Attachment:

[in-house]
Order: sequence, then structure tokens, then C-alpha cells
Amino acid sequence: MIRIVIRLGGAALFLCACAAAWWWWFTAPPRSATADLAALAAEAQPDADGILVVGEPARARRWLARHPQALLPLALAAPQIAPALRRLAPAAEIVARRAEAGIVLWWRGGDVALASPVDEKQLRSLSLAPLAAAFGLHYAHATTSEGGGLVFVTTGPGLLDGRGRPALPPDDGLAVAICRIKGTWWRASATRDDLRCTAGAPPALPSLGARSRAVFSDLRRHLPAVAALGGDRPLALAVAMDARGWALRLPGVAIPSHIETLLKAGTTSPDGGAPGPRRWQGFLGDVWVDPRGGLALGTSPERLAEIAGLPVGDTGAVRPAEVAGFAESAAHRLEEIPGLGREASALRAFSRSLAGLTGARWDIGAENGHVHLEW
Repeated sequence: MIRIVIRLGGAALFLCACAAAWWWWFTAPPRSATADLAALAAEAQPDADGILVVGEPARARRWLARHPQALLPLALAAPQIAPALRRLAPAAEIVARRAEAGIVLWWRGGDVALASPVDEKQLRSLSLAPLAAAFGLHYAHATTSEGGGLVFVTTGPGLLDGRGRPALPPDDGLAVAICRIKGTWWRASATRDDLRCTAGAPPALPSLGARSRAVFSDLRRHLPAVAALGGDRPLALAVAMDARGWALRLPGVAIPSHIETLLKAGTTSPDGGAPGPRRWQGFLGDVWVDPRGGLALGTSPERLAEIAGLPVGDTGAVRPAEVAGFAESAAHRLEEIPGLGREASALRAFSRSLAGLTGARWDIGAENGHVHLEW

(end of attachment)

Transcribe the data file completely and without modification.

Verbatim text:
[in-house]
Order: sequence, then structure tokens, then C-alpha cells
Amino acid sequence: MIRIVIRLGGAALFLCACAAAWWWWFTAPPRSATADLAALAAEAQPDADGILVVGEPARARRWLARHPQALLPLALAAPQIAPALRRLAPAAEIVARRAEAGIVLWWRGGDVALASPVDEKQLRSLSLAPLAAAFGLHYAHATTSEGGGLVFVTTGPGLLDGRGRPALPPDDGLAVAICRIKGTWWRASATRDDLRCTAGAPPALPSLGARSRAVFSDLRRHLPAVAALGGDRPLALAVAMDARGWALRLPGVAIPSHIETLLKAGTTSPDGGAPGPRRWQGFLGDVWVDPRGGLALGTSPERLAEIAGLPVGDTGAVRPAEVAGFAESAAHRLEEIPGLGREASALRAFSRSLAGLTGARWDIGAENGHVHLEW
Repeated sequence: MIRIVIRLGGAALFLCACAAAWWWWFTAPPRSATADLAALAAEAQPDADGILVVGEPARARRWLARHPQALLPLALAAPQIAPALRRLAPAAEIVARRAEAGIVLWWRGGDVALASPVDEKQLRSLSLAPLAAAFGLHYAHATTSEGGGLVFVTTGPGLLDGRGRPALPPDDGLAVAICRIKGTWWRASATRDDLRCTAGAPPALPSLGARSRAVFSDLRRHLPAVAALGGDRPLALAVAMDARGWALRLPGVAIPSHIETLLKAGTTSPDGGAPGPRRWQGFLGDVWVDPRGGLALGTSPERLAEIAGLPVGDTGAVRPAEVAGFAESAAHRLEEIPGLGREASALRAFSRSLAGLTGARWDIGAENGHVHLEW